Only after three issues, the era of Newtype running the show was over. Enter R. Talsorian Games, a role playing game company best known for their games “Mekton”, “Cyberpunk 2020” and their adaptation of “Dragonball Z”. In some ways they were a perfect fit for the magazine, but in some ways they weren’t. The first major change was the magazine went from bi-monthly to quarterly. The list of new and upcoming Japanese and US releases disappeared and the fan art page only continued to appear sporadically until it eventually disappeared altogether. Worst of all R. Talsorian Games devoted least eight pages to its anime related role playing games each issue. Despite the fairly sickening self-promotion by its new commercial publisher, V.Max continued to produce the same high quality articles on various anime and manga including features on “Yu Yu Hakausho”, “Compiler”, “Gatchaman” and more obscure manga such as “Desert Rose”.
The author of the sidebar article on Comiket was the infamous K.J. Karvonen. He gained quite a reputation due to a review of a book and various articles and opinions written for Hawaiian based anime magazine Animeco. I won’t be going into what he wrote or why his views were not appreciated (to put it mildly) in the US anime community at the time as I will be looking at Animeco sometime down the track. At any rate, Karvonen got his own regular column in the magazine in late 1994 called Otaku World. While his article on Comiket might have been informative and measured, his writing (and rantings) in Otaku World weren’t. His first article about Rumiko Takahashi’s panel at the San Diego Comicon in August 1994, wasn’t too bad. It did however get a little worse from there on. He got his wife, Tery, to write up a perspective on fandom from the viewpoint of female anime fans. Tery, being a comic book artist, supplied the drawings for the article as well. It’s as you’d expect and terribly fanish. A latter article on Canadian anime fans, in particular the Vancouver Japanese Animation Society and its fansub offshoot, the infamous Arctic Animation was just as embarrassingly fanish. Editor Chris Keller’s promise in the very first issue that it would never navel gaze or pander to this stuff seemed a rather hollow one.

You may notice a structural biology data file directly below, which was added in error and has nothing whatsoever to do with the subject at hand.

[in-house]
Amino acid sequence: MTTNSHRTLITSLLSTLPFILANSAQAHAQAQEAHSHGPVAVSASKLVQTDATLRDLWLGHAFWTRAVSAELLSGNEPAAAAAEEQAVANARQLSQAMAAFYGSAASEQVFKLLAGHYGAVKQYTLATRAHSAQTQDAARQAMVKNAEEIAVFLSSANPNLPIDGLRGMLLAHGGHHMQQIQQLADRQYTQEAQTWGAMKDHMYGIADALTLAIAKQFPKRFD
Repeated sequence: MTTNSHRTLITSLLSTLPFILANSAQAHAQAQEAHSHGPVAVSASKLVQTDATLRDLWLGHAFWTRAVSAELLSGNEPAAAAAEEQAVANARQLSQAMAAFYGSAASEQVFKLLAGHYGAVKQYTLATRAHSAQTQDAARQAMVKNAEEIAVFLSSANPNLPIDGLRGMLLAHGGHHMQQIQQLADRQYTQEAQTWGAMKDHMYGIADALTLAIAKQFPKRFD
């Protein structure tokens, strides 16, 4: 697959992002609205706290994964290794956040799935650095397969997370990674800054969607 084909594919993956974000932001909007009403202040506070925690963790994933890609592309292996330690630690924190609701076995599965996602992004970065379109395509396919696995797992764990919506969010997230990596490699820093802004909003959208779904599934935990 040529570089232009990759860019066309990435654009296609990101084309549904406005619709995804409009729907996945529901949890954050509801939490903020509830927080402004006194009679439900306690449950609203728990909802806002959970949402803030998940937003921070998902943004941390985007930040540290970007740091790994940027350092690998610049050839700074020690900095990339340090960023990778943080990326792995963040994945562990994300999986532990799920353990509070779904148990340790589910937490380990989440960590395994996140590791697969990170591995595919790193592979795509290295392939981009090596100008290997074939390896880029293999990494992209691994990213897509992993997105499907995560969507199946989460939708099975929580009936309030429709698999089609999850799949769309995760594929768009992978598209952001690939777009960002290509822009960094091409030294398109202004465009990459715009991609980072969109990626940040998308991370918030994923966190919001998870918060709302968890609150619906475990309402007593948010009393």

While a lot of the writing on anime, manga and various conventions and events was really well done, the major problem I had with this magazine was its issue with English adaptations, specifically English dubbing. Not a great deal of the reviews received anything beyond three stars out of five. I do think the US actors and directors who take on the task of dubbing anime always seem to have a difficult time with the material they're trying to localise, and the results are rarely as good as the original. But I understand that people like them, and for whatever reason a lot of people just won't read subtitles. But the staff at V.Max didn’t want to acknowledge this and hated dubs with a passion. No matter how well a dub was done, they seemed to just rip it apart, simply for the fact it was a dub. Chris Keller even wrote a three part editorial (meant to be a four parter, cut short by the demise of the magazine) devoted to why he didn't like dubbing. It was quite tiring at times. I really wished they concentrated on the content of the anime when reviewing, rather than the English voice acting.